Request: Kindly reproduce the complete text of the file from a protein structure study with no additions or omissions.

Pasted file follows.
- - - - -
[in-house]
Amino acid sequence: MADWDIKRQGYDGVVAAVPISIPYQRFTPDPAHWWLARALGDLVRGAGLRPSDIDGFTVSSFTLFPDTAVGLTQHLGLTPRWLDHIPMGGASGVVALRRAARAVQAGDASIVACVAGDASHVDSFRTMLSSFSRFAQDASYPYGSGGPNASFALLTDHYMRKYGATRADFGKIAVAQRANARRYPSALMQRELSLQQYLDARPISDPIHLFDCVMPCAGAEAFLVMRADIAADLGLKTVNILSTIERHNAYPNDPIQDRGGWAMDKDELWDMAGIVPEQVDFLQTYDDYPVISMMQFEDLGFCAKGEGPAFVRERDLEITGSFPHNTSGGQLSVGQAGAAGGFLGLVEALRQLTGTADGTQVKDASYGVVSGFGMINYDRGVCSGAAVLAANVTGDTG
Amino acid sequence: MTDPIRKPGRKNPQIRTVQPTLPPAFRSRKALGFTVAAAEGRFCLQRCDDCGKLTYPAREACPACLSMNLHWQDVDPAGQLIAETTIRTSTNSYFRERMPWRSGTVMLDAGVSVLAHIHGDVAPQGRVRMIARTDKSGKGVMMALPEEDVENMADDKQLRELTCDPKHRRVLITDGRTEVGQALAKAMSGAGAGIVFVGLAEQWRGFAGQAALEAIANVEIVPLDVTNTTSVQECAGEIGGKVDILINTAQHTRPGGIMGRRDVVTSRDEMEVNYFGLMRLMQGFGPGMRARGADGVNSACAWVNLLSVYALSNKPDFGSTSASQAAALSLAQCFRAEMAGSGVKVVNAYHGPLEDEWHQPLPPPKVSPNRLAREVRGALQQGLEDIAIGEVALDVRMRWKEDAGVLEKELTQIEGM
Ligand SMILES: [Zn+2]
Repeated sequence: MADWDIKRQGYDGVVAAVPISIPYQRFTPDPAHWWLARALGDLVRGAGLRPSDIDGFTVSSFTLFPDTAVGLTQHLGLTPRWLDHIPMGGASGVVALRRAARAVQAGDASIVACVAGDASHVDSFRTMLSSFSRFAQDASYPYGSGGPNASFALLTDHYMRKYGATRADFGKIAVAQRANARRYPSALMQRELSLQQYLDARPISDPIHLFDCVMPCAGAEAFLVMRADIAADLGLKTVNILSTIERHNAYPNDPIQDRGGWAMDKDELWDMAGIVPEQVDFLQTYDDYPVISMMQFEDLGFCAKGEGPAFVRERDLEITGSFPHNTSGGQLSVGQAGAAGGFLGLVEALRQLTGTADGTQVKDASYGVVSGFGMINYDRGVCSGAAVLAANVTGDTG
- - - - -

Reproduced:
[in-house]
Amino acid sequence: MADWDIKRQGYDGVVAAVPISIPYQRFTPDPAHWWLARALGDLVRGAGLRPSDIDGFTVSSFTLFPDTAVGLTQHLGLTPRWLDHIPMGGASGVVALRRAARAVQAGDASIVACVAGDASHVDSFRTMLSSFSRFAQDASYPYGSGGPNASFALLTDHYMRKYGATRADFGKIAVAQRANARRYPSALMQRELSLQQYLDARPISDPIHLFDCVMPCAGAEAFLVMRADIAADLGLKTVNILSTIERHNAYPNDPIQDRGGWAMDKDELWDMAGIVPEQVDFLQTYDDYPVISMMQFEDLGFCAKGEGPAFVRERDLEITGSFPHNTSGGQLSVGQAGAAGGFLGLVEALRQLTGTADGTQVKDASYGVVSGFGMINYDRGVCSGAAVLAANVTGDTG
Amino acid sequence: MTDPIRKPGRKNPQIRTVQPTLPPAFRSRKALGFTVAAAEGRFCLQRCDDCGKLTYPAREACPACLSMNLHWQDVDPAGQLIAETTIRTSTNSYFRERMPWRSGTVMLDAGVSVLAHIHGDVAPQGRVRMIARTDKSGKGVMMALPEEDVENMADDKQLRELTCDPKHRRVLITDGRTEVGQALAKAMSGAGAGIVFVGLAEQWRGFAGQAALEAIANVEIVPLDVTNTTSVQECAGEIGGKVDILINTAQHTRPGGIMGRRDVVTSRDEMEVNYFGLMRLMQGFGPGMRARGADGVNSACAWVNLLSVYALSNKPDFGSTSASQAAALSLAQCFRAEMAGSGVKVVNAYHGPLEDEWHQPLPPPKVSPNRLAREVRGALQQGLEDIAIGEVALDVRMRWKEDAGVLEKELTQIEGM
Ligand SMILES: [Zn+2]
Repeated sequence: MADWDIKRQGYDGVVAAVPISIPYQRFTPDPAHWWLARALGDLVRGAGLRPSDIDGFTVSSFTLFPDTAVGLTQHLGLTPRWLDHIPMGGASGVVALRRAARAVQAGDASIVACVAGDASHVDSFRTMLSSFSRFAQDASYPYGSGGPNASFALLTDHYMRKYGATRADFGKIAVAQRANARRYPSALMQRELSLQQYLDARPISDPIHLFDCVMPCAGAEAFLVMRADIAADLGLKTVNILSTIERHNAYPNDPIQDRGGWAMDKDELWDMAGIVPEQVDFLQTYDDYPVISMMQFEDLGFCAKGEGPAFVRERDLEITGSFPHNTSGGQLSVGQAGAAGGFLGLVEALRQLTGTADGTQVKDASYGVVSGFGMINYDRGVCSGAAVLAANVTGDTG